Les Carabiniers (1963)
I had no preconceived notions for the early film by Jean Luc-Godard except that I had seen another film of his, “A Bout de Souffle” (1960). Before pressing play, Grisha said something like “this film relates to what it means to go out into the world and make pictures.” I was thinking it would be directly about photography like perhaps “the riflemen” was a metaphor for “shooting” photographs. While I suppose it could be translated this way, to me there was much else going on that stood in the way of fitting this metaphor. Things that came up for me while watching the film were:
- How he uses form to inform content. He creates order in highly composed and visually balanced shots while also creating chaos by transitioning with sporadic jump-cuts that travel across time and space and associate subjects and story. The “order and method” of the military, with a “pragmatic” agenda can not be separated from the human experience of violence. The audience is not spared either but sensationally annihilated with aggressive gun sounds and the violating desires of the peasants turned soldier.
- How he connects images and sounds. Especially through inter-titles that resemble writing on a chalkboard. The film instructs as it entertains, instructing through “entertainment.” Godard imagined thoroughly the extent of debauchery and places it in the framework of war.
- The real vs. the referent image. How do we experience reality vs. images of these realities? How do we interact and experience images especially when physical objects like the postcards, or the screen onto which the film was projected?
- Benjamin’s argument of “the longing of the masses to bring objects closer.” The effect of media to inform, and to bring experiences, information closer while still keeping experience far. An expectation that can drive dissatisfaction.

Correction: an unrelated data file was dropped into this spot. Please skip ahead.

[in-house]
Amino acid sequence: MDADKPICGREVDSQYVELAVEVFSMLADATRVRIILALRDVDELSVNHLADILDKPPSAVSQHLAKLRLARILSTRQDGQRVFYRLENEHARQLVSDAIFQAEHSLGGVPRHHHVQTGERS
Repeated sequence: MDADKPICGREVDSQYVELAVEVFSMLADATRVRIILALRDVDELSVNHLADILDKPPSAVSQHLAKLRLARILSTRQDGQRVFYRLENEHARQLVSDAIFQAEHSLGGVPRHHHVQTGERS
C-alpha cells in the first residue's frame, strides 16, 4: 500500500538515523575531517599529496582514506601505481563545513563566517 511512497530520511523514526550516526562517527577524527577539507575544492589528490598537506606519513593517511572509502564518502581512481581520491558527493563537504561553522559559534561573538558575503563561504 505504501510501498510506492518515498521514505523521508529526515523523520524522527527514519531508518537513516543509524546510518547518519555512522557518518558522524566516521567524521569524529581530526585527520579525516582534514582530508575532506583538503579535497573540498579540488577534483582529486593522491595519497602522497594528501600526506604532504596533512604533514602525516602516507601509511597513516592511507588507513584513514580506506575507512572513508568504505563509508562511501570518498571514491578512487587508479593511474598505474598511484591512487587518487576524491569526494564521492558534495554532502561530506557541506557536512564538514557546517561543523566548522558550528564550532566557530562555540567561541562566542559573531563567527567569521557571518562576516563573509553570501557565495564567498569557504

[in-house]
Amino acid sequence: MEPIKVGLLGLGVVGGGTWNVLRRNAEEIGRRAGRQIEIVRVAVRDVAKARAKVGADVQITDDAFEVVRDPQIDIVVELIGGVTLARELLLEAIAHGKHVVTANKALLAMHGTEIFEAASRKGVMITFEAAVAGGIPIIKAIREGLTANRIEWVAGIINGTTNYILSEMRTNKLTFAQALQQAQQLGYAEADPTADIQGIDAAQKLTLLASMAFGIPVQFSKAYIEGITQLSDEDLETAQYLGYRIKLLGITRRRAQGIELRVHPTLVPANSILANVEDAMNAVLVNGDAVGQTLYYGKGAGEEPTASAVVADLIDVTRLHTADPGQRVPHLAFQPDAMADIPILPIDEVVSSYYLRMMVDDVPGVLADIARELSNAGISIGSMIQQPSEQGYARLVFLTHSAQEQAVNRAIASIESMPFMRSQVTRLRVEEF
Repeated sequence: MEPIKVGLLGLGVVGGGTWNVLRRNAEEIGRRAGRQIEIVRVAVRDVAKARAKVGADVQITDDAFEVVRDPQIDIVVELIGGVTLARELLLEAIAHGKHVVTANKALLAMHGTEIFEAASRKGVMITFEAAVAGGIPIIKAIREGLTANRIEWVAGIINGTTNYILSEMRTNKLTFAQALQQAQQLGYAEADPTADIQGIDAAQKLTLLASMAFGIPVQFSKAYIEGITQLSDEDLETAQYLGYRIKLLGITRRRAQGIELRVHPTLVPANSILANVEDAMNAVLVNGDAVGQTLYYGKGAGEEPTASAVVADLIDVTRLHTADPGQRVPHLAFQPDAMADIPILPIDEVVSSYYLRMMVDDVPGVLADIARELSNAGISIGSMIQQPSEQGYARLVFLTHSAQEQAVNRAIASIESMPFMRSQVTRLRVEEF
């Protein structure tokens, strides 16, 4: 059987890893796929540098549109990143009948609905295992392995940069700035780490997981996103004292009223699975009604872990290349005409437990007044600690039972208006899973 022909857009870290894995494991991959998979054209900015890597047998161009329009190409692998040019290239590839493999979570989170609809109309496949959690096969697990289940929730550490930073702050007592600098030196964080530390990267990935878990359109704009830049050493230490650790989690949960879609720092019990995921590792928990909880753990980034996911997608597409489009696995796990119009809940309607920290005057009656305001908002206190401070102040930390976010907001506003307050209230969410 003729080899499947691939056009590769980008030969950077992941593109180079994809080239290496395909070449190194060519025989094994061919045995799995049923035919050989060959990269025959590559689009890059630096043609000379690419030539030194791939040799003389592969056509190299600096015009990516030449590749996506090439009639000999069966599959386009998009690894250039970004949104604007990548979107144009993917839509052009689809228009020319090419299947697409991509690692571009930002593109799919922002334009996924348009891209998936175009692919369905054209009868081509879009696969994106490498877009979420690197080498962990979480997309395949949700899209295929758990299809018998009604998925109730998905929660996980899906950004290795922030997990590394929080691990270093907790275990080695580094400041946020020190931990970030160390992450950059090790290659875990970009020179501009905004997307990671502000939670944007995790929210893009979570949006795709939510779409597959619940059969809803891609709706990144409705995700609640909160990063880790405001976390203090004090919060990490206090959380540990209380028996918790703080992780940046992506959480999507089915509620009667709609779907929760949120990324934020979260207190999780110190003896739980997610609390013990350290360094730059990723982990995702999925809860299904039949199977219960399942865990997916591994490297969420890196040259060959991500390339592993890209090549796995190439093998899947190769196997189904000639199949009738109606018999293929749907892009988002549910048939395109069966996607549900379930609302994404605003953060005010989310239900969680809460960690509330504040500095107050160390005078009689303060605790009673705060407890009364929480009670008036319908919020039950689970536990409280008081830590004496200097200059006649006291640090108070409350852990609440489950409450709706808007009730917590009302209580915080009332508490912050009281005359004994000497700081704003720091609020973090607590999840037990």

- The sensationalism of modernity. The film as an allegory for the constant sensational trauma of what was then relatively new modern life. I actually cried at the part where they flung the industrial notecards all around without looking at them. The only notecards they didn’t even glance at. It was to me either mourning or straight-up apathy for the way that industry (including the manufacturing of weapons) permanently changed the landscape of the world and humankind’s experience of the world.
- The victorious blonde female soldier in disguise. After the barrage of images of objectified women, the contrast of her presence hits powerfully. She seems a symbolic figure reference besides that of representing the International Proletariat.
- When this woman says “I represent the International Proletariat” and proceeds not to die after being shot many times. This made a literal, straightforward statement to me. The proletariat will have to be shot and pushed down many, many, many times before they will die, a message to the elite ruling class.
- The role of seduction, and flirting with the audience–about to reveal, about to reveal but never delivering. The medium has a unique power to play with our expectations and gaze especially in terms of objectifying the female body (The Male Gaze).
- It seems there is deep and complex meaning in this film. Some of which I feel I missed because of lack of information. References to current events, cultural experiences, and even to other films.
- The interplay of boredom and overwhelm. I found myself entertained and kept watching because of the sights that disturbed/excited but also was made bored by the monotony of the violence.
Overall Les Carabiniers is a powerful and memorable film thinking about the function of media—movies, photography, and advertising—in the human experience.